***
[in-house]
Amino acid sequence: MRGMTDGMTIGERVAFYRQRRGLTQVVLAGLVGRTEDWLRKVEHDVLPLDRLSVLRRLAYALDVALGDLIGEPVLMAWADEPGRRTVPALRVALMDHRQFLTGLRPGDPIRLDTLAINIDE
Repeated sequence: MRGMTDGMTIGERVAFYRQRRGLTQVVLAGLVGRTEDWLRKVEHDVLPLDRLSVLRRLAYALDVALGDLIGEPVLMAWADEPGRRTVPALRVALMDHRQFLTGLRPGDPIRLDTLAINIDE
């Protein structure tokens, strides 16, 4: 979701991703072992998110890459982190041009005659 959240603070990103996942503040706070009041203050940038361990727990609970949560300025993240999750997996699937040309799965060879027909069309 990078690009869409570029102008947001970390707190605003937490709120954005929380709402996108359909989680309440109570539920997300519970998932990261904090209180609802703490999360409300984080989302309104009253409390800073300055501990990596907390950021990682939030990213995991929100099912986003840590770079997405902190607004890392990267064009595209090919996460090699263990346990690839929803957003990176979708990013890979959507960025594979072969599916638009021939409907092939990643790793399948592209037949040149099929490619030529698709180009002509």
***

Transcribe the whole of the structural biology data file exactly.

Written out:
[in-house]
Amino acid sequence: MRGMTDGMTIGERVAFYRQRRGLTQVVLAGLVGRTEDWLRKVEHDVLPLDRLSVLRRLAYALDVALGDLIGEPVLMAWADEPGRRTVPALRVALMDHRQFLTGLRPGDPIRLDTLAINIDE
Repeated sequence: MRGMTDGMTIGERVAFYRQRRGLTQVVLAGLVGRTEDWLRKVEHDVLPLDRLSVLRRLAYALDVALGDLIGEPVLMAWADEPGRRTVPALRVALMDHRQFLTGLRPGDPIRLDTLAINIDE
């Protein structure tokens, strides 16, 4: 979701991703072992998110890459982190041009005659 959240603070990103996942503040706070009041203050940038361990727990609970949560300025993240999750997996699937040309799965060879027909069309 990078690009869409570029102008947001970390707190605003937490709120954005929380709402996108359909989680309440109570539920997300519970998932990261904090209180609802703490999360409300984080989302309104009253409390800073300055501990990596907390950021990682939030990213995991929100099912986003840590770079997405902190607004890392990267064009595209090919996460090699263990346990690839929803957003990176979708990013890979959507960025594979072969599916638009021939409907092939990643790793399948592209037949040149099929490619030529698709180009002509």